• Attempting to run a yellow light
  • Weaving in and out of traffic

Any of these actions, by themselves, can result in a serious accident. However, when combined with careless activities such as drunk driving, speeding or distracted driving, they can lead to even more serious injuries or even death.

COMMON INJURIES FROM CAR ACCIDENTS

Given the speed capabilities of cars, the wrong conditions can lead to dangerous collisions and significant damage, sometimes catastrophic. Car accidents generally fall into two categories: impact injuries and penetrating injuries. Impact injuries occur when the body hits a part of the passenger compartment, such as B. on the steering wheel or windshield. Penetrating wounds occur when something like glass penetrates the skin.

Some common injuries from car accidents include:

  • Bone fractures
  • Knee injuries, especially for people who suffer from previous knee injuries
  • Spinal cord injuries
  • Traumatic brain injuries, including concussions
  • Lacerations
  • Bruises and contusions
  • Chest injuries, such as bruised or broken ribs and organ damage caused by forceful impact
  • Muscles strains and sprains

The point of impact in a crash can affect the type of injury. For example, rear-end blows often result in whiplash, which occurs when vigorous back and forth movement of the head causes tiny tears in the soft tissues of the neck. Concussions, among other injuries, are common in side impacts because the driver’s head can hit the window on impact. Some injuries can lead to costly long-term care and potential disability.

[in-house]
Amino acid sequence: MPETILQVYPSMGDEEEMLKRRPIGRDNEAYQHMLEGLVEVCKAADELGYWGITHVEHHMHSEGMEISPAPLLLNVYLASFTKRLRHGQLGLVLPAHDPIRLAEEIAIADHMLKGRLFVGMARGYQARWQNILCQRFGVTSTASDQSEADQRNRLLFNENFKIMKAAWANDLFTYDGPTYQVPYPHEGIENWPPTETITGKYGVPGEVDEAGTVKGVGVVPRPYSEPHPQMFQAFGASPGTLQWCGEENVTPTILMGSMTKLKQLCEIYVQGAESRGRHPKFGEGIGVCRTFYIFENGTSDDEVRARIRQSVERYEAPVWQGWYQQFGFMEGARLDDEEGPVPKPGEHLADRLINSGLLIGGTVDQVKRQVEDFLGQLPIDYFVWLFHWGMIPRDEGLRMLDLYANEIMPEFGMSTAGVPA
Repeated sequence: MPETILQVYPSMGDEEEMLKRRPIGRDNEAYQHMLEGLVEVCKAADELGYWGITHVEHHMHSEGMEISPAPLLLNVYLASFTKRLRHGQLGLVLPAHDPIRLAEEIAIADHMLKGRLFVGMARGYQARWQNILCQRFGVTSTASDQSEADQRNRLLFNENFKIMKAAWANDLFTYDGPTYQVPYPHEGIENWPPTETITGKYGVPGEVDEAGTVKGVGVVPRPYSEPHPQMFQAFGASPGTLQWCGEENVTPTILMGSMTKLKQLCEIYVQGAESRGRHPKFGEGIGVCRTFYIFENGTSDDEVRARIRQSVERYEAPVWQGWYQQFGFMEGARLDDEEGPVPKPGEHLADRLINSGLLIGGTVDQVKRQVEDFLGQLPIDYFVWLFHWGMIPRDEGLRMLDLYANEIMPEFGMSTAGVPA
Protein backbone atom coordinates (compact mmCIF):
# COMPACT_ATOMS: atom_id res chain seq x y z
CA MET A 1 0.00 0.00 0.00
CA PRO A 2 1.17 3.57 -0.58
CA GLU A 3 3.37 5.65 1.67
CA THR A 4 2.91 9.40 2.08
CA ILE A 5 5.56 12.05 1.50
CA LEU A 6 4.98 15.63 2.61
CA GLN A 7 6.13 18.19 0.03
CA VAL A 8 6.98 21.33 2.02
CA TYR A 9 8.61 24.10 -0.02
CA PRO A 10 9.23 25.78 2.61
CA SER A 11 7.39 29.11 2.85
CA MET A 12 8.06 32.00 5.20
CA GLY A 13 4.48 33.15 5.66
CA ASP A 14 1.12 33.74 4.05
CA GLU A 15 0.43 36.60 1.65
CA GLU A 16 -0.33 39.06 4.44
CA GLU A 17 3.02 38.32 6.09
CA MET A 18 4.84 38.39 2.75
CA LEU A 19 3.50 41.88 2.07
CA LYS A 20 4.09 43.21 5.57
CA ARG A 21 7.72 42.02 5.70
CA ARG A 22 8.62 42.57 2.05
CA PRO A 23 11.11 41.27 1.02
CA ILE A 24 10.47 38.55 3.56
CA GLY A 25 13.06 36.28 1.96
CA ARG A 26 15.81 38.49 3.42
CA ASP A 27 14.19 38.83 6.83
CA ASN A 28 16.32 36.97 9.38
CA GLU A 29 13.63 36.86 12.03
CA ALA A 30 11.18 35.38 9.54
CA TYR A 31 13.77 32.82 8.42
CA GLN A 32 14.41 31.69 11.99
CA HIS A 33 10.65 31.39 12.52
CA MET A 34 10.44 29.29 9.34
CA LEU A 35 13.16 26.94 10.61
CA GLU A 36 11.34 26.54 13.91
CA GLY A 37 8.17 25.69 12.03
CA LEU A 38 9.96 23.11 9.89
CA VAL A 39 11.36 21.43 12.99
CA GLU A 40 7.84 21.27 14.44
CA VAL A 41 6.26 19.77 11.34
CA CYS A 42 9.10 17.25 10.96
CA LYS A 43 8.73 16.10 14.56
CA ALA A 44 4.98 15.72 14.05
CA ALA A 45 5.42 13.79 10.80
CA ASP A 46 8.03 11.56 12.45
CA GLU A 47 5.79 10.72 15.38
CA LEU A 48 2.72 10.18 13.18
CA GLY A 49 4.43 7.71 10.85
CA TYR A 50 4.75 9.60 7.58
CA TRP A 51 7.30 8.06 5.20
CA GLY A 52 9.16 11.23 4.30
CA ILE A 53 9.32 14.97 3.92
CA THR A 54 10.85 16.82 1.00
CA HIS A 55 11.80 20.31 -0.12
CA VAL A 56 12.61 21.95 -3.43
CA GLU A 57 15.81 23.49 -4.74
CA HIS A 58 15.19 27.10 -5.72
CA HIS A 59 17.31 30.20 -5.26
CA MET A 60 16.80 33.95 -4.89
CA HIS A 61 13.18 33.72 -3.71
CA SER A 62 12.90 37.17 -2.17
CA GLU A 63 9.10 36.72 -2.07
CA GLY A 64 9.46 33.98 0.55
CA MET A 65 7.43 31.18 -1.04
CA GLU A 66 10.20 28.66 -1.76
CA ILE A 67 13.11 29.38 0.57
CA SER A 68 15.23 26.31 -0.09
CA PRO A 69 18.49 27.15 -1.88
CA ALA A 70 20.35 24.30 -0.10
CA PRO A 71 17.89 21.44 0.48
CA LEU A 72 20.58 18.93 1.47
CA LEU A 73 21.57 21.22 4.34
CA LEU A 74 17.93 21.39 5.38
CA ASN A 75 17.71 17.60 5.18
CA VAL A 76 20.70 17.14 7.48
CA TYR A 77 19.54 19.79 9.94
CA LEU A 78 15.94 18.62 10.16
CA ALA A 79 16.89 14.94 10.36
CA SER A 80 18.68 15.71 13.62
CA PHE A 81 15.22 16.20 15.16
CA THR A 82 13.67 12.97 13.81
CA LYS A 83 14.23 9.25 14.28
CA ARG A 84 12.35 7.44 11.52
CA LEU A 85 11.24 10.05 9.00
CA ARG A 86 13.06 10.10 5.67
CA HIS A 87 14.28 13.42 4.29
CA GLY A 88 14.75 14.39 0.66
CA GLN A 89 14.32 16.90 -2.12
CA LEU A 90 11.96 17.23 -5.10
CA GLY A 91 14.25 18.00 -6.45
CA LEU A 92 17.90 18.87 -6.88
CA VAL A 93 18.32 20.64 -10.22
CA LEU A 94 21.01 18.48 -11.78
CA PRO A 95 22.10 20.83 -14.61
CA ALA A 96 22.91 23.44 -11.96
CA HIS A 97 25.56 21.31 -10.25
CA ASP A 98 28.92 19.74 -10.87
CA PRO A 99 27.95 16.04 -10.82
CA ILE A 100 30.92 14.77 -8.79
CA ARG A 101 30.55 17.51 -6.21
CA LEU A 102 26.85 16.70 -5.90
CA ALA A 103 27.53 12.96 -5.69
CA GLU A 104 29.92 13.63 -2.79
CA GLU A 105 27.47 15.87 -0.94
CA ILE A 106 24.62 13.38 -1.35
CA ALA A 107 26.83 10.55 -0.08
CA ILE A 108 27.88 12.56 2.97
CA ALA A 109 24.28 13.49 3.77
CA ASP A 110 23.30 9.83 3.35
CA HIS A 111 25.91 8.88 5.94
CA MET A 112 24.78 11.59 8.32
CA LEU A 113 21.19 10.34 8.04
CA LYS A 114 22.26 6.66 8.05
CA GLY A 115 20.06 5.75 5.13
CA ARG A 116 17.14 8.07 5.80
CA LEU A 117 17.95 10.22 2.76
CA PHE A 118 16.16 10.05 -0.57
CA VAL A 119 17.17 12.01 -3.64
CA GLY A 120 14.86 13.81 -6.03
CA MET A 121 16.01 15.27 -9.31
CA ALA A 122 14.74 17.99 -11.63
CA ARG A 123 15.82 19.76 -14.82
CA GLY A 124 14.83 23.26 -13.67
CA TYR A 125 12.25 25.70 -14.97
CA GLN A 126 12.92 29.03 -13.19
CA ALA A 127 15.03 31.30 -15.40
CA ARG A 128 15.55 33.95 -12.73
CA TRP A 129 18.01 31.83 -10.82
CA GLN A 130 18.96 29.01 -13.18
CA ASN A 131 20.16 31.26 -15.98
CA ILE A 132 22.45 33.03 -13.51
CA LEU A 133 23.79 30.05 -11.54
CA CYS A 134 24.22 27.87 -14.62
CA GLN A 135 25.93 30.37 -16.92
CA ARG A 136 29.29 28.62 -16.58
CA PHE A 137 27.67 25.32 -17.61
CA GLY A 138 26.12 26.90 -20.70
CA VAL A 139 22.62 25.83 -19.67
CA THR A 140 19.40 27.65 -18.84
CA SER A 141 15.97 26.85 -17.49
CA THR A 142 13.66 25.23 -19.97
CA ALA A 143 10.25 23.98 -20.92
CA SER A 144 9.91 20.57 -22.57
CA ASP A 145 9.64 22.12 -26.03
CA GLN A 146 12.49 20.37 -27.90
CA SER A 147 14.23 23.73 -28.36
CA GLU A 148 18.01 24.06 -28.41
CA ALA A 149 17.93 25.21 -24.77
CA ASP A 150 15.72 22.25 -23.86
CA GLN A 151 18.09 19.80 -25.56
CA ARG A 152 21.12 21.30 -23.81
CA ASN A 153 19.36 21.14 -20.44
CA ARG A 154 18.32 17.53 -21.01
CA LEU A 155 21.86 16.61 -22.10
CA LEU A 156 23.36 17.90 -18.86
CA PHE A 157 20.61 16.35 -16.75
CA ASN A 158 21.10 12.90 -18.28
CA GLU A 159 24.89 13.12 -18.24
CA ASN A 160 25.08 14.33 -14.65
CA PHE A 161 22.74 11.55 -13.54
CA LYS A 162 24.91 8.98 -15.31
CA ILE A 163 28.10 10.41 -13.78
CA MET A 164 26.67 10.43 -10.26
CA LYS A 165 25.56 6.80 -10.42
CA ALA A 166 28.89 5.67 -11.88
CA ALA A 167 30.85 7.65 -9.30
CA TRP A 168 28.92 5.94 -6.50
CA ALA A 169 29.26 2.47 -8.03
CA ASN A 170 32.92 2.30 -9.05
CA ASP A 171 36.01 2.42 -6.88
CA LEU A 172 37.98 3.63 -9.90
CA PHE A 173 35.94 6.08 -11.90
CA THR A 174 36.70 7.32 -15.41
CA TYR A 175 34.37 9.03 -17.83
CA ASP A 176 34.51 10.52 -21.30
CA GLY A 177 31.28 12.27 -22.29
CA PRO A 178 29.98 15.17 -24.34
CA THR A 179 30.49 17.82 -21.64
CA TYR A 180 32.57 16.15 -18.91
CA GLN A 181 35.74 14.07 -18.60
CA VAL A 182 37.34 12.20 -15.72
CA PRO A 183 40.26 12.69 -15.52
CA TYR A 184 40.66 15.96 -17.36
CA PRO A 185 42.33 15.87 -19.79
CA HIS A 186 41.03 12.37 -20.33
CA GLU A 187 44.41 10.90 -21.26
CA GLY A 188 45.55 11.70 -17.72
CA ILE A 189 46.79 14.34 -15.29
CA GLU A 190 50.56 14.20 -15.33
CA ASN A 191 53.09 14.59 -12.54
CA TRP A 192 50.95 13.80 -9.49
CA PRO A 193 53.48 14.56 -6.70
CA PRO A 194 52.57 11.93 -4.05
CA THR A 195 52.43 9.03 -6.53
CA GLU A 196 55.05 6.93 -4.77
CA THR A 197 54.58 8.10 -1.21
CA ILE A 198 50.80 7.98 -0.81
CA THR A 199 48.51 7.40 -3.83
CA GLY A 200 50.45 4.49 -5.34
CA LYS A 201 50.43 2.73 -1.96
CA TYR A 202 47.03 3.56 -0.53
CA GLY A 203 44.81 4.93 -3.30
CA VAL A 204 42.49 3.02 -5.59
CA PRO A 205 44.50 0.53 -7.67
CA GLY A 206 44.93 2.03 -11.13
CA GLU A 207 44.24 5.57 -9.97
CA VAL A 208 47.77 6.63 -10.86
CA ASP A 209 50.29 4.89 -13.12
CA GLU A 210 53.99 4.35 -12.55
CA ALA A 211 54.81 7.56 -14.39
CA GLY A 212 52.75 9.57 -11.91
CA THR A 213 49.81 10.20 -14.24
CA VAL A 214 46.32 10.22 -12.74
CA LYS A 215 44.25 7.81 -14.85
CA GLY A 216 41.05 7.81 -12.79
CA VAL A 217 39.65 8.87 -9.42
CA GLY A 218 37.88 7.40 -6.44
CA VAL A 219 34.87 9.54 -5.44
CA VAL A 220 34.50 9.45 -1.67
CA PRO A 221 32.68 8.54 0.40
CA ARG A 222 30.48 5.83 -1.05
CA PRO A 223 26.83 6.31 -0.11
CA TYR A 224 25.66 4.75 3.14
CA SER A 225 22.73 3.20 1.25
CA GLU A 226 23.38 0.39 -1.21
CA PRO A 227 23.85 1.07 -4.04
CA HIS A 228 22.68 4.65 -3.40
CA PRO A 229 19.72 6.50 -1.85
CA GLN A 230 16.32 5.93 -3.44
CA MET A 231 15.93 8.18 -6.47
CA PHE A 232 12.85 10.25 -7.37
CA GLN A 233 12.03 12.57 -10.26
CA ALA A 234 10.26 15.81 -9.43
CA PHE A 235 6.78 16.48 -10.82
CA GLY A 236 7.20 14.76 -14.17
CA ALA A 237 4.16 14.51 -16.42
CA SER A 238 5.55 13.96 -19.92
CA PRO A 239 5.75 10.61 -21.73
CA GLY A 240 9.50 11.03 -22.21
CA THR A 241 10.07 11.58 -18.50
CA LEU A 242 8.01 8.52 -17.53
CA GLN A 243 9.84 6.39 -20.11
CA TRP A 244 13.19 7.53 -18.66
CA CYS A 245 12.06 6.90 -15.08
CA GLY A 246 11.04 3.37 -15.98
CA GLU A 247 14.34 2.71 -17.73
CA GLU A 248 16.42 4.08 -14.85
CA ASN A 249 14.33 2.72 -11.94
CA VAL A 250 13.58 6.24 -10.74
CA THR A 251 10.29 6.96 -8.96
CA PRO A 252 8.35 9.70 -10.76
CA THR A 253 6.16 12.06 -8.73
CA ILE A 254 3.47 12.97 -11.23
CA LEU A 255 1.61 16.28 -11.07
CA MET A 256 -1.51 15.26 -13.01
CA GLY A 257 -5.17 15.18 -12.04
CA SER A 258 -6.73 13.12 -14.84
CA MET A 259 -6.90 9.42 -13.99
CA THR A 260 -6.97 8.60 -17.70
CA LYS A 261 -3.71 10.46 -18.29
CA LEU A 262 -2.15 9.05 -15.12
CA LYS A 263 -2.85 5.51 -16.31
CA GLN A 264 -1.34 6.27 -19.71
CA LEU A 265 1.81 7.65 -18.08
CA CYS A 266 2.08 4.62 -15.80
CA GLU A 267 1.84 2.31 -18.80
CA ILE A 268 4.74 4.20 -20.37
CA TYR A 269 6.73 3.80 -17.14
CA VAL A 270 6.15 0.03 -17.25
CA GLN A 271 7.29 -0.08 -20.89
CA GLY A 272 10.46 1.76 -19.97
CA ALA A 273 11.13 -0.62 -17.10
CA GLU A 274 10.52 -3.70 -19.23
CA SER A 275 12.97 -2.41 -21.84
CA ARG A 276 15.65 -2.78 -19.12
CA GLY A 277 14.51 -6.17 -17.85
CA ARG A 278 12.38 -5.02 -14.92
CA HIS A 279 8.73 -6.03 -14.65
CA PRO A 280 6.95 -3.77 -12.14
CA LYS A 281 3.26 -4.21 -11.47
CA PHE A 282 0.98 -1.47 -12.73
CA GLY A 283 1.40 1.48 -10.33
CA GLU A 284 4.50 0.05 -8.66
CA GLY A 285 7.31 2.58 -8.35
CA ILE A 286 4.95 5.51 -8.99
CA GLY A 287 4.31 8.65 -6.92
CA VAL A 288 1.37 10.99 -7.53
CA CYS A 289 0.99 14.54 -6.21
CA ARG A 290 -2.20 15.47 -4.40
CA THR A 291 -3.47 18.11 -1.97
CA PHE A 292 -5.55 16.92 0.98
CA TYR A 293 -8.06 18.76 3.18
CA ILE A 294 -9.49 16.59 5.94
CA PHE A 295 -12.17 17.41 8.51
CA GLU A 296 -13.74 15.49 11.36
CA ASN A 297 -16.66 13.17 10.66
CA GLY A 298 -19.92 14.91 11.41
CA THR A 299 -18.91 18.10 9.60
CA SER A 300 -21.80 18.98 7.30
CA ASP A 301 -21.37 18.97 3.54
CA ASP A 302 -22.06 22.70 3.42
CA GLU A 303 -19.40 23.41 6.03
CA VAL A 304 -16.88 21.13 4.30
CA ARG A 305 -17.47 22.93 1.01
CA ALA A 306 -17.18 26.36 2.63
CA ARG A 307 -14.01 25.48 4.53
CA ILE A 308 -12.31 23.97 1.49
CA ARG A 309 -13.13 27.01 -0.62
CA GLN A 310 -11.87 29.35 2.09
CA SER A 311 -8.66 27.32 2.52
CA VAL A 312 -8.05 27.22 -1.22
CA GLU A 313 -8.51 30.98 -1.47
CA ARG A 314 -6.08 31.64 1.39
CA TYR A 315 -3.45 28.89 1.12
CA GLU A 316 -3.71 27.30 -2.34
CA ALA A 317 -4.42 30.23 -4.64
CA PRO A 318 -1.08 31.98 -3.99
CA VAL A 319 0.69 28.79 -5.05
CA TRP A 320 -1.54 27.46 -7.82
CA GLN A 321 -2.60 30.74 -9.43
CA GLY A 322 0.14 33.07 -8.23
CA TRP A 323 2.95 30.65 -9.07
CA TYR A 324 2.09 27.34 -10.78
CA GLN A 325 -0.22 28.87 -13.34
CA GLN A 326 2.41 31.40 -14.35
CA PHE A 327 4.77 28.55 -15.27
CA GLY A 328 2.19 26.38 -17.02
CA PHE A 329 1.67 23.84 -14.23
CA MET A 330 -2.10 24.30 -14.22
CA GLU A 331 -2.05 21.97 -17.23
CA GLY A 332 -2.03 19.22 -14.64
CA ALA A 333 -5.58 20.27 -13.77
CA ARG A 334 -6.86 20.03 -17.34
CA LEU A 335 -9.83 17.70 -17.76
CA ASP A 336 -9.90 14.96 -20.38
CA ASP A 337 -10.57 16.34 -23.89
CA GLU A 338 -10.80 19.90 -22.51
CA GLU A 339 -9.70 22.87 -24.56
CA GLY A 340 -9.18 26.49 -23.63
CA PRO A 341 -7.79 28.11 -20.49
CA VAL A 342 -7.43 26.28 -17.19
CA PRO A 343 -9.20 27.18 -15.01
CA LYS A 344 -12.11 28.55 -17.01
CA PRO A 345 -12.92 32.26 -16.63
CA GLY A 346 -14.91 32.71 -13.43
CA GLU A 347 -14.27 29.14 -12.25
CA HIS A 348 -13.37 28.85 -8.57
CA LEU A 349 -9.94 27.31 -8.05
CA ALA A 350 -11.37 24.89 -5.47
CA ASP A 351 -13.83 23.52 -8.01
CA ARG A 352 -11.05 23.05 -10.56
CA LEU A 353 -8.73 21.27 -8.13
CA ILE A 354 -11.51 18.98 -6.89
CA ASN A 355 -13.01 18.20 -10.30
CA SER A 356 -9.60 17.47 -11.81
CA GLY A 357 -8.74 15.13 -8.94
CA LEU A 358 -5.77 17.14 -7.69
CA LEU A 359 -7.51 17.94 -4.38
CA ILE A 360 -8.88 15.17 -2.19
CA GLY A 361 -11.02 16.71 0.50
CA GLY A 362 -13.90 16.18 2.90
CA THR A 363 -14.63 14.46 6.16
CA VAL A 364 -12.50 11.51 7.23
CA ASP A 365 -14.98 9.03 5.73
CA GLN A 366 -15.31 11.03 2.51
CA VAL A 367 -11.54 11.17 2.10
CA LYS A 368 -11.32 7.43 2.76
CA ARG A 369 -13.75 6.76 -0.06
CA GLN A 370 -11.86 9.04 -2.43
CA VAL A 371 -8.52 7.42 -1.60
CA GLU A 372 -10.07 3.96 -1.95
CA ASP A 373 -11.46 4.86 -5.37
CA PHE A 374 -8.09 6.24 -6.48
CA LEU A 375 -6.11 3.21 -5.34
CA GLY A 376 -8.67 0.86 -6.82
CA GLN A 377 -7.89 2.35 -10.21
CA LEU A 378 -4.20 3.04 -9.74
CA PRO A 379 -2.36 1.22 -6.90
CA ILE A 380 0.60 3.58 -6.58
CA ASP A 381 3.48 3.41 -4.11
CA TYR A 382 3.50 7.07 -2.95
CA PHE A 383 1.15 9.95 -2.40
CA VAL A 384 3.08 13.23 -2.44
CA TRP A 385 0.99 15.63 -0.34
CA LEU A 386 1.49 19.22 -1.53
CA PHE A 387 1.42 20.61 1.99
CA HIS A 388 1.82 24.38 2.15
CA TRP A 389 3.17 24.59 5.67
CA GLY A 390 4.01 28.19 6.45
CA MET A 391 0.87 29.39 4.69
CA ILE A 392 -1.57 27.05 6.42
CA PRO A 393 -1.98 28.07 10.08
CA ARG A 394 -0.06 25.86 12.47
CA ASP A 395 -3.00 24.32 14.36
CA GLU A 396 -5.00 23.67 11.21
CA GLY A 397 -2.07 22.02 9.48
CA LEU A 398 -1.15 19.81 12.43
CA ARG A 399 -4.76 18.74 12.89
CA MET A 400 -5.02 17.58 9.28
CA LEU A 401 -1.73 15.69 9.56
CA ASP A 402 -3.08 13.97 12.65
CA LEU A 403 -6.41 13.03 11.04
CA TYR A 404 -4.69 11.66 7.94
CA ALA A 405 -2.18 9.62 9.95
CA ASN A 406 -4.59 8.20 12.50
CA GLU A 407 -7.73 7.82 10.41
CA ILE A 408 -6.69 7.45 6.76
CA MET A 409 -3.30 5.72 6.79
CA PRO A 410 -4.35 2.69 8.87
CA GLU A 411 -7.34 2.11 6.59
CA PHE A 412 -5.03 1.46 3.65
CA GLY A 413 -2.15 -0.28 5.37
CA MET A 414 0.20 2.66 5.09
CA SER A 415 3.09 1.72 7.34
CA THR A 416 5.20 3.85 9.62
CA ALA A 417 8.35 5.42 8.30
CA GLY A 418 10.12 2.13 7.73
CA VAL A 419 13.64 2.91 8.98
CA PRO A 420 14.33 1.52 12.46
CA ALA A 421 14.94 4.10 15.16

WHAT IS NO-FAULT INSURANCE? 

Each state requires a car insurance policy, which usually includes motor vehicle insurance and sometimes insurance for uninsured/underinsured motorists. However, 12 no-fault states require drivers to have personal injury insurance. When a car accident occurs, no-fault insurance covers medical expenses, income, and the cost of any services, such as home assistance or transportation, that are needed as a result of your injuries. PIP will also cover funeral and burial expenses.

The advantage of a guarantee of no-fault decisions is that it eliminates the problem of determining fault. Your PIP insurance hides you even if you are 100% at fault for the weather. However, there are several cases:

  • PIP insurance does not cover pain, suffering, or other non-economic damage.
  • A loss of lost income has been detected that you can recover.
  • In more serious accidents, your PIP insurance may not be enough to cover all economic losses.

you must have PIP insurance at fault, you must exhaust that coverage before you can sue the other driver. Some states have an injury threshold that allows you to sue. For example, in New York City, you can sue another driver if they include broken bones, disfigurement, total incapacity for 90 days, or prolonged or permanent limited use of bodily, system, organ, or member functions.

WHAT DAMAGES COULD YOU RECOVER IN A CLAIM OR LAWSUIT?

Damage refers to losses you suffer as a result of an accident. In the event of a car accident, the amount of damage directly affects the amount of compensation you can receive. More serious accidents result in greater damage. Types of damages also include compensatory and punitive sanctions.